The testing floor was a large area of cast iron, slotted so that T-bolts could be inserted to fasten down the machine being tested. All around the outside walls were booths open to the testing floor (the opposite side being the exterior walls of the building) with switchboards front and back. Above the switchboards were coils of resistance wires running to the ceiling. By plugging jacks into the switchboard you could connect to the coils so as to load the generator you were testing. The energy was dissipated as heat which was alright in the winter but could get very uncomfortable in the summer. A table below the switchboard allowed you to connect a portable ammeter and voltmeter and take the readings as you loaded up the machine. A stop watch and speed counter were used to check the speed and thermometers were stuck on to various spots on the frame to check the rise in temperature. A gob of putty held them in place. There were between ten and twenty testing booths being used at the same time. There were continual flashes of greenish light when the switches were opened to change the load. We were supposed to raise the load gradually and not throw the switch when there was a lot of current flowing thru it but many of the fellows got a kick out of seeing a big flash and disobeyed the rule. It looked dangerous to anyone not familiar with what was going on.
Most of the men working in the test room had little knowledge of electricity. They merely followed the routine that they had been taught which was not difficult to learn. I was interested in how things worked, however, and went behind the switchboard and traced out the circuits. The boss saw what I was doing and decided I would make a good teacher. A few days later he brought over a new employee, a young fellow just out of high school, as I was, so I could show him how to run a test. I began by showing him my diagrams of how the switchboard was connected. They had given me a much better understanding of what I was doing. The next day my helper was gone and the assistant foreman came to tell me that he had quit. He thought the job was much too complicated and he would never be able to learn to do it.
Toward the end of my stay on the test floor, an unusual machine was brought in. It had a commutator for direct current output on one side and was fitted with three rings on the opposite end of the shaft for three-phase alternating current at 15,000 volts. The boss gave me the job of running the tests on it. The DC side was 440 volts. The high voltage side had to be connected and disconnected so often during the test that he thought the best was to do it would simply be to lay a bare wire over the output terminal. I didn't care much about grabbing hold of a bare wire carrying 15,000 volts and told him so. He went and got some thick insulating pads and lay them on the floor, which was cast iron, and performed the operation two or three times himself. It was perfectly safe as long as I used only one hand, stood on the cork and touched nothing but the wire.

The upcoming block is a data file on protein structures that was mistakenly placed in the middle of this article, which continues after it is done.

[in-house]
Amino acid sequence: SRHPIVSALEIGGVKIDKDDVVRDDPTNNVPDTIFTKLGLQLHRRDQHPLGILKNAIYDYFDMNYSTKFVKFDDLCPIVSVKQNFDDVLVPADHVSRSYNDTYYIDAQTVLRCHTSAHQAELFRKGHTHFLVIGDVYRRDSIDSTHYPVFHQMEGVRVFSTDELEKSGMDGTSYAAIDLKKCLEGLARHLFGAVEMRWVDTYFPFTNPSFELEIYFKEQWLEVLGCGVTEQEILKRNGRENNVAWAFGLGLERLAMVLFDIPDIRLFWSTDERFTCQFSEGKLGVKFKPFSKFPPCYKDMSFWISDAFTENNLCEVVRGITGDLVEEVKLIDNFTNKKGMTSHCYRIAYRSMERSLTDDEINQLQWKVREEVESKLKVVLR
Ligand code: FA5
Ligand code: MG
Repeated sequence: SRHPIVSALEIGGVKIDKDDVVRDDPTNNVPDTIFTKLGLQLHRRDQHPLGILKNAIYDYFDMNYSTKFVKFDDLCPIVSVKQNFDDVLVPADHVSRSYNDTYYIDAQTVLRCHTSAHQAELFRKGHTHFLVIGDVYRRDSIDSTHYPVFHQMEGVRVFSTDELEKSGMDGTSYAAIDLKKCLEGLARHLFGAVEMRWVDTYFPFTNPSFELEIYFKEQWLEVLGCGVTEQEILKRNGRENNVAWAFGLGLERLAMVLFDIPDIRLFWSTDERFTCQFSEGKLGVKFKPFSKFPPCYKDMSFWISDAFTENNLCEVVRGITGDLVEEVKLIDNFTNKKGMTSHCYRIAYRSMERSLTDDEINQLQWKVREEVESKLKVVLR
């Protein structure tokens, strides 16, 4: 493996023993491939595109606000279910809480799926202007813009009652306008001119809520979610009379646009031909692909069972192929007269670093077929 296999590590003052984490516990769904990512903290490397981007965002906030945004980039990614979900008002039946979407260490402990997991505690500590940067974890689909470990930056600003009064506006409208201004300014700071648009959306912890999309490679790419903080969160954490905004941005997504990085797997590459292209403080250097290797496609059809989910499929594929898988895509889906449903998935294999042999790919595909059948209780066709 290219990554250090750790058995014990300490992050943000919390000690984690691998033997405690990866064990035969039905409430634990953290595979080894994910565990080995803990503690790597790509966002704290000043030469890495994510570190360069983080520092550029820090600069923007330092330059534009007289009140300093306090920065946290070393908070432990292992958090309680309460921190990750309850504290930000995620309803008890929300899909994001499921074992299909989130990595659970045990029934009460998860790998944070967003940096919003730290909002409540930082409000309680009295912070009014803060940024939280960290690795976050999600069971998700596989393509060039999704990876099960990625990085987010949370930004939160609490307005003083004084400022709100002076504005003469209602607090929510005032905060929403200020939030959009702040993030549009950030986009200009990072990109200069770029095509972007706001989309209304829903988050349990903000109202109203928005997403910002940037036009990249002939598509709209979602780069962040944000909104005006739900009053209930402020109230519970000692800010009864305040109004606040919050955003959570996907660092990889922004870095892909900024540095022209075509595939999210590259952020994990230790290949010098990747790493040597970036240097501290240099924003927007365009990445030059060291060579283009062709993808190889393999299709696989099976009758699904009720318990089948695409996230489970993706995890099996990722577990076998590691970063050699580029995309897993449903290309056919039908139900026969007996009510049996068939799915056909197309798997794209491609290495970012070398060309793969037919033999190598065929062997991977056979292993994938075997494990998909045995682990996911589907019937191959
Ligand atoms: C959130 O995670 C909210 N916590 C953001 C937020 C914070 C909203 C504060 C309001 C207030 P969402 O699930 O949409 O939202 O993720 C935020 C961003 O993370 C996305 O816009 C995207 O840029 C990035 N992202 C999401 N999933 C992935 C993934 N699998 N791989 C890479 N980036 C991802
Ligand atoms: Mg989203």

From the motor and generator testing lab I was transferred to the motor maintenance department. There were no overhead countershafts in the G.E. plant with belts running from it to all of the various machine tools. Every machine that needed power had its own motor attached. The operator of the machine was responsible for keeping it oiled and in good working condition but the motor maintenance department took care of the motors. Each employee of the department had a certain route to cover every day making sure there was oil in the bearings, cleaning and brushing away metal chips that could cause a short circuit and trying to spot any breakdown ahead of time. I could get thru my route in about three hours and had the rest of the day to loaf around watching the workers do their jobs, which, I suppose, was also part of my education. On Saturday morning all machines quit work at eleven o'clock to give the workers an hour to clean up their work spot. We carried a long air hose around with us that morning to clean out the interior of the motors.
It was while I was in the maintenance department that the G.E. management decided to pay their employees in gold as a promotion stunt. I was getting more pay by that time, tho it still wasn't much, and I received a ten dollar gold piece plus smaller coins in my pay envelope every week. I was unable to hang onto them, of course, as I had to live, but sometimes I took them home to Paulding to spend. I did manage to keep the two and a half dollar gold piece I received one Christmas from the grocery until the depression of the 1930s came along and we had to spend it for groceries. I kept it in the box that had contained the watch that my father had given me, and all the rest of his children in turn, when I graduated from high school. It was a gold watch with a deer engraved on the back. I had it repaired a number of times but it finally gave up and, besides, went out of style when wrist watches began to be worn during the first world war. Before that time anyone who wore a wrist watch was considered a sissy.